Python Notes and Examples
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Exceptions are errors detected during runtime. They go like:

    # If that raises an exception, no more of the try clause is
    # executed --- we go straight to looking for a handler.
    print('may not make it here')
except ZeroDivisionError as e:
    # do something with `e` or `e.value`
except NameError:
    # ...
except TypeError:
    # ...
    # Optional. For code that must be executed if no exceptions
    # are raised.
    print('always executed')

And raise one yourself like so:

raise NameError('Not happy with the name!')


  • no “catch” – in Python it’s called except. An except clause is called “an exception handler”.
  • no “throw” – in Python it’s called raise.
  • the finally blocks always runs: whether the exception was caught or not, or even whether or not there was an exception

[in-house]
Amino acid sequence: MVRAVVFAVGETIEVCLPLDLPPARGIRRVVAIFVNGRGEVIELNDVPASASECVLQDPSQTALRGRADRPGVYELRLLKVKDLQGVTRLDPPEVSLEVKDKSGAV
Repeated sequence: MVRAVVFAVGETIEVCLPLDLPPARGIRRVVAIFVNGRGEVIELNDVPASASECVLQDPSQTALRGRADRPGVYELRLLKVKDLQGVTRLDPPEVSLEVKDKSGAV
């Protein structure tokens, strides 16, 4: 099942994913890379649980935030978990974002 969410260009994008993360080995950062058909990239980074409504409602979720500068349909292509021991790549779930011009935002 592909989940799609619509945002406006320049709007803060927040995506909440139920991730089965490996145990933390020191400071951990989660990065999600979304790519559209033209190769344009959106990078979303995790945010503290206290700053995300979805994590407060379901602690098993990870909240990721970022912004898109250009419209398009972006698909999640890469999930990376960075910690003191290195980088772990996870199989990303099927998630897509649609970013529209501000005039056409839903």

• See your local file:///home/john/opt/python-3.6.4-docs-html/library/exceptions.html doc for the big list of built-in exceptions.
  • If you catch an exception but then don’t want to deal with it, you can re-raise it with simply raise.
  • If you catch the exception, then the code in your relevant except clause runs, the finally block runs (if there is one), and then things merrily go on.
  • If you don’t catch the exception, then after the finally block, the exception bubbles up to an outer try block.